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Old Bath Tub Stains: How to Remove Them?

By: Hsin-Yi Cohen BSc, MA, MSt - Updated: 8 Nov 2010 | comments*Discuss
 
Stain Remover Stain Removal Bathtub

Q.

I bought a house that the bath tub has a lot of built up stains, I am guessing they are dirt, and oil from taking a shower. The bath tub clearly has never been cleaned. I have tried vinegar, CLR, acetone, but nothing works. HELP

(B.D, 16 April 2009)

A.

Unfortunately, the key to successful stain removal is rapid action so any stains or marks which have been left for a long time will often be deeply ingrained and probably impossible to remove.

Having said that, the other thing to remember is that some stubborn, old stains require many repeated treatments before seeing any difference so it may be that you simply need to persevere and tackle the stain again and again with the stain remover.

Vinegar and bleach are both effective stain removers and should work on most stains, especially if they are just dirt and oil. Leaving the stained area to soak overnight in the vinegar or bleach may help. (Note: bleach is a very powerful chemical and should be treated with care and caution).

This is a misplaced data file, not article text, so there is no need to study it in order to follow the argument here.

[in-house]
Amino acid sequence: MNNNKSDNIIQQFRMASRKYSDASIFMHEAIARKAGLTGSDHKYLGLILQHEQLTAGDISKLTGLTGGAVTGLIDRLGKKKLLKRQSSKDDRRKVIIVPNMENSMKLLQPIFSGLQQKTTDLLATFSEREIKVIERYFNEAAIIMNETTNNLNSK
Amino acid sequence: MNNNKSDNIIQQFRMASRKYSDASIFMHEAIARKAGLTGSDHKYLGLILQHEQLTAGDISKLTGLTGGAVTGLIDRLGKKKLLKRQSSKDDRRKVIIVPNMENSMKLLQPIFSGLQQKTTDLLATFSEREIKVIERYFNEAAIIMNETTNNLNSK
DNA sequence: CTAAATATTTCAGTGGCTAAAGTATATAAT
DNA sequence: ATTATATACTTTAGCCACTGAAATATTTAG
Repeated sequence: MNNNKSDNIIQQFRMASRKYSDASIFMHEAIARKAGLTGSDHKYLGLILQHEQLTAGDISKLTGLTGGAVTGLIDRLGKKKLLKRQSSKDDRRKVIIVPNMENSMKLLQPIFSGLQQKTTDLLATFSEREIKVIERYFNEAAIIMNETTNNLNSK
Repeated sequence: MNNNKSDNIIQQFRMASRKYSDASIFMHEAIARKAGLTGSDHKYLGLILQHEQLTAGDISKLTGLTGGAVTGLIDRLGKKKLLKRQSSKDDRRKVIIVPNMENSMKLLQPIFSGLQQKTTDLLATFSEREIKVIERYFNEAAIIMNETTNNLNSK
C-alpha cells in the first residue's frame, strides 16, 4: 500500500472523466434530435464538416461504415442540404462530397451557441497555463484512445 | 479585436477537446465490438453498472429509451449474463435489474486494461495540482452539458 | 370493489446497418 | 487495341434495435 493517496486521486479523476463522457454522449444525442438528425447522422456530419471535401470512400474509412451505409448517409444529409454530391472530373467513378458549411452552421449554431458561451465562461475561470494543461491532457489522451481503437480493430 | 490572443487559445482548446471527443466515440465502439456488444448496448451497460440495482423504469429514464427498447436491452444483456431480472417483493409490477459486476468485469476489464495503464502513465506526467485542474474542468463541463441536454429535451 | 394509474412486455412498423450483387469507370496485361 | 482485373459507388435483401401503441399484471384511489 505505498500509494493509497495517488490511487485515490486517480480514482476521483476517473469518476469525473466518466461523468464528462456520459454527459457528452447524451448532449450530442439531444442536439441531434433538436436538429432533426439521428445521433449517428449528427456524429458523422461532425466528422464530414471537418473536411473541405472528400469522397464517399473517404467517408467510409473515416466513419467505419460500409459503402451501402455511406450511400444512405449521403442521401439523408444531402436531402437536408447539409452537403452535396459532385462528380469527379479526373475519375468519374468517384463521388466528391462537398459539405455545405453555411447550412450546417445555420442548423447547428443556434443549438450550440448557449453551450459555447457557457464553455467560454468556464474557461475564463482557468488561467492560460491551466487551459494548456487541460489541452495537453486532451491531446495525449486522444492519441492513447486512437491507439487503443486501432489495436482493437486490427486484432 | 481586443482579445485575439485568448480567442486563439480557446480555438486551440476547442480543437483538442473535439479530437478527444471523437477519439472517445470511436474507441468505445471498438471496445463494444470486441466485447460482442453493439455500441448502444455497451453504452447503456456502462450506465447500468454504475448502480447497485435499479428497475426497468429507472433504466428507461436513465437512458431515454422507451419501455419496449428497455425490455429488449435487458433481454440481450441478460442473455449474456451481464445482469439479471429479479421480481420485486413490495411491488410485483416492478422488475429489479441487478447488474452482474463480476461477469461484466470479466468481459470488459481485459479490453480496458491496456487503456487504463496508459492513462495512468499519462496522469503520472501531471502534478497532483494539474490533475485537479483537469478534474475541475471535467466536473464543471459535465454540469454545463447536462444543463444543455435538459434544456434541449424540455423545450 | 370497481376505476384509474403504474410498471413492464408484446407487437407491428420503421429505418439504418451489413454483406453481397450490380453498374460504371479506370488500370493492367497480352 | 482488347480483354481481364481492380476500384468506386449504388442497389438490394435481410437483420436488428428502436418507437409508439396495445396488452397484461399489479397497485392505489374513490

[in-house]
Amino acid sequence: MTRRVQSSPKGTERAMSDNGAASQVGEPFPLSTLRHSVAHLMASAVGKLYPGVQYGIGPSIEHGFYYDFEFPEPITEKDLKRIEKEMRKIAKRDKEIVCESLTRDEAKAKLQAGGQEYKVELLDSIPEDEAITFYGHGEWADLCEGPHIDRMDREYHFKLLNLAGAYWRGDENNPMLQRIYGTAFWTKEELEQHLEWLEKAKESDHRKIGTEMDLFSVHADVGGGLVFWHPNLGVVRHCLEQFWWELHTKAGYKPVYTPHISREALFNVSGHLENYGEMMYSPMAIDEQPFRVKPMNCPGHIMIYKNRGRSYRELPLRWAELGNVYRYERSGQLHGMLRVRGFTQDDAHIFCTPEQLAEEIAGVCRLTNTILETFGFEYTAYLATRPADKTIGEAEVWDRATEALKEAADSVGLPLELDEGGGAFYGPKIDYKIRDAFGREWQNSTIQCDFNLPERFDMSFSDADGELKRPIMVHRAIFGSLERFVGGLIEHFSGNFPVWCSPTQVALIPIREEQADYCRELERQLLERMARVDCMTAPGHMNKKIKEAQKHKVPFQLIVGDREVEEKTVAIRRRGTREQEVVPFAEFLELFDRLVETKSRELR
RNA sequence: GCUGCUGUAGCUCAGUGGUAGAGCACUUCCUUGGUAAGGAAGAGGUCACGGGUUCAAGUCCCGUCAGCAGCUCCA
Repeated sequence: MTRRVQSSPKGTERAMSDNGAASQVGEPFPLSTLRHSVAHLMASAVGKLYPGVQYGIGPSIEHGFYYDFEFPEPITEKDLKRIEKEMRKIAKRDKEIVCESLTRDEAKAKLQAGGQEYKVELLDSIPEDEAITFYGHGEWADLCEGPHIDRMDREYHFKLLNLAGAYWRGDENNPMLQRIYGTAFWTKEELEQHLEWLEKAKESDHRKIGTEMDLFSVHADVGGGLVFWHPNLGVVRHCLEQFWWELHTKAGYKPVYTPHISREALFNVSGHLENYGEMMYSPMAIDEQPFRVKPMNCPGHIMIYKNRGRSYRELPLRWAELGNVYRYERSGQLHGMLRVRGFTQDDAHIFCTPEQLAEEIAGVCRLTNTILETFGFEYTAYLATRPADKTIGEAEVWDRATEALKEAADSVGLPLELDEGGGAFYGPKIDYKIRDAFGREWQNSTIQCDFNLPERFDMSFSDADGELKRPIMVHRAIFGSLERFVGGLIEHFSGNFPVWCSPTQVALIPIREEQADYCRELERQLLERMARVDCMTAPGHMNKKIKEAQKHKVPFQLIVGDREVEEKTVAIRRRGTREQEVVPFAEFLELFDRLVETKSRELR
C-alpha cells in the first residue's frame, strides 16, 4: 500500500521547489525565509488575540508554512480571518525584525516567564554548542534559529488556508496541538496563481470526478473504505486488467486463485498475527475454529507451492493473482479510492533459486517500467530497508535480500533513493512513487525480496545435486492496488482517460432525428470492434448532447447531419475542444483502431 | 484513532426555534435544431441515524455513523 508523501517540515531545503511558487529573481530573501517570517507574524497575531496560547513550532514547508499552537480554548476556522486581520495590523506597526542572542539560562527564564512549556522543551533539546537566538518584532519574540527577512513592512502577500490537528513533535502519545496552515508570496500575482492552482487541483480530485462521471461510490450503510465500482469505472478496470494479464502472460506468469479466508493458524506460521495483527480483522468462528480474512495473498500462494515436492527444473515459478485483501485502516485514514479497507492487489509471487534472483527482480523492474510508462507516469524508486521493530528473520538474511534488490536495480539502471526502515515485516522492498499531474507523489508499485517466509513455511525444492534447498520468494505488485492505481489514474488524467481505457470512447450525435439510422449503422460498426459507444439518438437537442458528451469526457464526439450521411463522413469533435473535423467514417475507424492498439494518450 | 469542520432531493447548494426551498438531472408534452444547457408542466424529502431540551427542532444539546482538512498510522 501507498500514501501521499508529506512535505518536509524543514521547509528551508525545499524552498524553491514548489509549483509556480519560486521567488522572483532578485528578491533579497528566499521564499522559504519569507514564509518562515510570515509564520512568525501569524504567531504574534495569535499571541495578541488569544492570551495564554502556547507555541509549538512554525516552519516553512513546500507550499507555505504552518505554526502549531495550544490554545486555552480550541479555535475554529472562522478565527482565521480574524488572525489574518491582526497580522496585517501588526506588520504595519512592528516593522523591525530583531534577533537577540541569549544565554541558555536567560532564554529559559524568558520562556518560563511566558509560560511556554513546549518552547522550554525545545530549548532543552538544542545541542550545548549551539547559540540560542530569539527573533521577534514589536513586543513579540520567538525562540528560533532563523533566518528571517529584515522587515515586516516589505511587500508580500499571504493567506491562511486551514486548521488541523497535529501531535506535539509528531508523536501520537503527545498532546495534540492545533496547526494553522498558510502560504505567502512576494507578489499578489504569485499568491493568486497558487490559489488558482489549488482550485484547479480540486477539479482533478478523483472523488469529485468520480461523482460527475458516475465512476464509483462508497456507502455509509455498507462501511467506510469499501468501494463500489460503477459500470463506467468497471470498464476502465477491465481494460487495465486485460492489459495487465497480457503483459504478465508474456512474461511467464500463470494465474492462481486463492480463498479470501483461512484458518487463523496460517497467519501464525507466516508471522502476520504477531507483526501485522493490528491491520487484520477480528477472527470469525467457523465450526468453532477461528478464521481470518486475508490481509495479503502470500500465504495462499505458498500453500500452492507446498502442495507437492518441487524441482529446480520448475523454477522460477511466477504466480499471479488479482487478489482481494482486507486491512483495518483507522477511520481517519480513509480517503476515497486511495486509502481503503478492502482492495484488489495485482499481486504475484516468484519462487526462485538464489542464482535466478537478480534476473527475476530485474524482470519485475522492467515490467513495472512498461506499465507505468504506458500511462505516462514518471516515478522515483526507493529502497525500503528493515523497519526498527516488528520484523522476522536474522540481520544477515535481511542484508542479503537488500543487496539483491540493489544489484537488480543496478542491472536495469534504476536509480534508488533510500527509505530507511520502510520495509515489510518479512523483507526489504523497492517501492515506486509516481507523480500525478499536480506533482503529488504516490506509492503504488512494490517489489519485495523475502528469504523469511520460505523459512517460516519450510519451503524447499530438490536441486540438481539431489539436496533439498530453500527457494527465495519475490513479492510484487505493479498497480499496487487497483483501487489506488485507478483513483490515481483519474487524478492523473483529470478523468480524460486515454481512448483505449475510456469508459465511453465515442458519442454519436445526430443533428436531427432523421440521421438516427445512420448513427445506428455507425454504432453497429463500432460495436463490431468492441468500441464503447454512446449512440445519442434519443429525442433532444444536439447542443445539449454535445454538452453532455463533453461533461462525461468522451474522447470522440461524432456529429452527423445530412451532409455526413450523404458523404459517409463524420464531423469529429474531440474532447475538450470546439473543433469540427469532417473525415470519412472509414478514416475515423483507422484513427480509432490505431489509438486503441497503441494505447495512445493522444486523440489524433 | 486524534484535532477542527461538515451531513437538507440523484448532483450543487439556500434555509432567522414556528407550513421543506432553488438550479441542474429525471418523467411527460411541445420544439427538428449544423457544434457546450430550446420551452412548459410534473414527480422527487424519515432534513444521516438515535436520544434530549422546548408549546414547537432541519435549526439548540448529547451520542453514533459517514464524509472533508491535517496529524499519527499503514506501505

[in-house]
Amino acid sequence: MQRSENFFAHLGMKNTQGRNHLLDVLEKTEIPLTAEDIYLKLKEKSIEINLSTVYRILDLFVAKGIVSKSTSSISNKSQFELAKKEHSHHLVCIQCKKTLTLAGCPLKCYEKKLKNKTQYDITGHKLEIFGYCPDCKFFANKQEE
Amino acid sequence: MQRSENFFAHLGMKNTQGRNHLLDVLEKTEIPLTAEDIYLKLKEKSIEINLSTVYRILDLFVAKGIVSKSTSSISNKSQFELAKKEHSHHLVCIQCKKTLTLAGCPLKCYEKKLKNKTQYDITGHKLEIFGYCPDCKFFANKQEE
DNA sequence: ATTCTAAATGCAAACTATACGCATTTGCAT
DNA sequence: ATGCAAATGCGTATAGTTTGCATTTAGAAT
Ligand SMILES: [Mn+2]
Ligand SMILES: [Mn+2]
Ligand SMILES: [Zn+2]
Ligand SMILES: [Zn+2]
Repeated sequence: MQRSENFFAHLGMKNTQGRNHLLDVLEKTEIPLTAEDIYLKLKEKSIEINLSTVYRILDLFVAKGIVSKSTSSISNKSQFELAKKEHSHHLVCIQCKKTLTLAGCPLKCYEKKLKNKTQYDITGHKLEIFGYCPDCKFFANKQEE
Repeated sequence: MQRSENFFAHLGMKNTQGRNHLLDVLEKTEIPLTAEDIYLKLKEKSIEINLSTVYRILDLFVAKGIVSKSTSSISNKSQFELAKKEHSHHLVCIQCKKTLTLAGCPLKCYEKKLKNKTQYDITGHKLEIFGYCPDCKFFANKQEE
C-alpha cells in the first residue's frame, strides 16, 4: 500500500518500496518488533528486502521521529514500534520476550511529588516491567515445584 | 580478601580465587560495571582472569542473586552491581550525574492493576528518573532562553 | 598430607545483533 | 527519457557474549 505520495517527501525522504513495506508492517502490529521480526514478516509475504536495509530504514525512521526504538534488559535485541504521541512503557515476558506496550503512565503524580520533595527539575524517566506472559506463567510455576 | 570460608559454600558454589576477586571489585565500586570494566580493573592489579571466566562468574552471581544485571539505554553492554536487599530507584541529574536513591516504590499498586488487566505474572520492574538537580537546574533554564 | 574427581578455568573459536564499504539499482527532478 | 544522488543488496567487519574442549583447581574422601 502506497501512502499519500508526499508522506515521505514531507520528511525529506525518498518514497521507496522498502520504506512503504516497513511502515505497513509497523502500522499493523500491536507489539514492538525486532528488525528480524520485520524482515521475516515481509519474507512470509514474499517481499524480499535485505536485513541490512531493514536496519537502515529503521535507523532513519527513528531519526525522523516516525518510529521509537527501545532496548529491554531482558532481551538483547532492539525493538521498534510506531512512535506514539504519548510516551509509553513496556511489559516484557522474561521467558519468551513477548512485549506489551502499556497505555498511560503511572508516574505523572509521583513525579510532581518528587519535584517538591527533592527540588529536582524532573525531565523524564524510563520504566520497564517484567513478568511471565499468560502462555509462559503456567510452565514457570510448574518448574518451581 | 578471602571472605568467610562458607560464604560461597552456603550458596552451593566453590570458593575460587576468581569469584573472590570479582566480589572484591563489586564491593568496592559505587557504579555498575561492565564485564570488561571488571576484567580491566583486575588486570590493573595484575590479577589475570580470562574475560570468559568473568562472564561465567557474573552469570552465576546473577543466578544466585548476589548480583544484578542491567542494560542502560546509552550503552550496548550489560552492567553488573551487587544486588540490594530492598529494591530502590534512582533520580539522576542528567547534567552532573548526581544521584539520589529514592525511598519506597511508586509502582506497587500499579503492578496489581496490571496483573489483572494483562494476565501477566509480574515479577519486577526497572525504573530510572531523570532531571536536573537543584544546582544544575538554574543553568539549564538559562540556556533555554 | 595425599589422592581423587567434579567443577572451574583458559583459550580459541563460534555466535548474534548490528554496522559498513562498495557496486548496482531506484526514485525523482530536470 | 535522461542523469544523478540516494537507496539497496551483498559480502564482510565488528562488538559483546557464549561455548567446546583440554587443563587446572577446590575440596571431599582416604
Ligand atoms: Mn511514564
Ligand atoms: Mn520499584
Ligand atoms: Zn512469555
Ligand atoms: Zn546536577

Another thing you could try is borax powder which can be bought in hardware stores. This can be sprinkled directly onto the stains and then scrubbed with a plastic brush, then left for at least 30 minutes before rinsing away thoroughly.

A paste of borax powder and lemon juice can be very effective: gently rub this onto the stains and leave it to dry, before rinsing it away. Alternatively, a paste made from cream of tartar (a mild acid) and water or cream of tartar and hydrogen peroxide can also be tried. Be very careful, though, if using these solutions on a fibreglass bathtub and make sure that you do not scrub with an abrasive.

As a last resort, you could also try hydrochloric acid but be warned: this is a very powerful, caustic chemical which is normally only reserved for very old, stubborn stains. Never leave it on for longer than the directions say and take great care when using it, as it can eat away at the porcelain itself, producing a rough surface which will stain even more easily in the future.

Another thing to think about is whether the stains could be due to rust, as opposed to just dirt and oil. Water in some areas may be high in iron and thus are likely to leave orange or red residue. If this is the case, then commercial cleaning products made specifically to target rust are your best bet. Again, you may need to treat the stains with several applications.

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